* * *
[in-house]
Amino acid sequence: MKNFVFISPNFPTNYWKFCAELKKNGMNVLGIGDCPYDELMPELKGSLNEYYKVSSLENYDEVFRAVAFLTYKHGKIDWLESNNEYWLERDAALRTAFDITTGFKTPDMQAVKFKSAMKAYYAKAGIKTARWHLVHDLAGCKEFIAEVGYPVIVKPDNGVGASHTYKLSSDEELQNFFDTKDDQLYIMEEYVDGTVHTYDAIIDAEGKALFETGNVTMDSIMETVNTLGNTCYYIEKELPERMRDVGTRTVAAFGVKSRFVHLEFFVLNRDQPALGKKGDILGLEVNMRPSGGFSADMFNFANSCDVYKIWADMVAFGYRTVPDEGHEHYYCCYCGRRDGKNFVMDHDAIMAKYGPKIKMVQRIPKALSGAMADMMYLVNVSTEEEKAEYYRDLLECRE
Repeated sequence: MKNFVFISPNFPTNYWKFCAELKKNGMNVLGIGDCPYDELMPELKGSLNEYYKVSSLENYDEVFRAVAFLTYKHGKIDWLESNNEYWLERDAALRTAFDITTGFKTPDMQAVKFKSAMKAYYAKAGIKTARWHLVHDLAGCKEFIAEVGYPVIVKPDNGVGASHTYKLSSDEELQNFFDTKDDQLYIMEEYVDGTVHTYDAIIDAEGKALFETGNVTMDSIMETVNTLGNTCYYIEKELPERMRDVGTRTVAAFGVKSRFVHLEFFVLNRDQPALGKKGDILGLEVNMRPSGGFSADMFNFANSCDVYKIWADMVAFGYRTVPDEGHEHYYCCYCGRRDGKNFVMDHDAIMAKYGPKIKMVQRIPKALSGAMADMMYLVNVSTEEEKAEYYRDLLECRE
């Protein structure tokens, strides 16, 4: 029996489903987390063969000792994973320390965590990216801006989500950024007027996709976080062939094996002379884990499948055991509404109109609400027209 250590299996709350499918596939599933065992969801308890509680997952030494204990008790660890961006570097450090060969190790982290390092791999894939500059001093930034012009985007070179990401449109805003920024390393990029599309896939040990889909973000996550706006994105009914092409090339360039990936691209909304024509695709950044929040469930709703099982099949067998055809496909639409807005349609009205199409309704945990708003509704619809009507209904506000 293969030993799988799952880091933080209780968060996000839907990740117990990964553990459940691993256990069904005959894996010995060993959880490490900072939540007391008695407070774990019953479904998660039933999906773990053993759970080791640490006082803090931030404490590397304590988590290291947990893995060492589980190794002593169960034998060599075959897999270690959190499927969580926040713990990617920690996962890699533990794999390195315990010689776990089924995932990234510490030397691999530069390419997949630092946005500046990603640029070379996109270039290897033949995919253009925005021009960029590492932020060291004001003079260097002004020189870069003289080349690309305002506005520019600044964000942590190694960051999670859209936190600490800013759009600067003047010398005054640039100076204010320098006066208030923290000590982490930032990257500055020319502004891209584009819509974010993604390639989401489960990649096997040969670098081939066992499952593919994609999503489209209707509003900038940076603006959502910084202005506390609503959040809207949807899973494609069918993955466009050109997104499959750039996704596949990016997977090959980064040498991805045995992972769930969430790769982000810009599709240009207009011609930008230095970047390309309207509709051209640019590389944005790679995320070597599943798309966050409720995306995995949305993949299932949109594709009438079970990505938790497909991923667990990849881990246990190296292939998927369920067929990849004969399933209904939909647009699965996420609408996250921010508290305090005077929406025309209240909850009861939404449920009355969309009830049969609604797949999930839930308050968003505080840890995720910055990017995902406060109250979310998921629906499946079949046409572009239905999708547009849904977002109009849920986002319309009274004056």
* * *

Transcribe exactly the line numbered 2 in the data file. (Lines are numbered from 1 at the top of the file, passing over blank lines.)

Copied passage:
Amino acid sequence: MKNFVFISPNFPTNYWKFCAELKKNGMNVLGIGDCPYDELMPELKGSLNEYYKVSSLENYDEVFRAVAFLTYKHGKIDWLESNNEYWLERDAALRTAFDITTGFKTPDMQAVKFKSAMKAYYAKAGIKTARWHLVHDLAGCKEFIAEVGYPVIVKPDNGVGASHTYKLSSDEELQNFFDTKDDQLYIMEEYVDGTVHTYDAIIDAEGKALFETGNVTMDSIMETVNTLGNTCYYIEKELPERMRDVGTRTVAAFGVKSRFVHLEFFVLNRDQPALGKKGDILGLEVNMRPSGGFSADMFNFANSCDVYKIWADMVAFGYRTVPDEGHEHYYCCYCGRRDGKNFVMDHDAIMAKYGPKIKMVQRIPKALSGAMADMMYLVNVSTEEEKAEYYRDLLECRE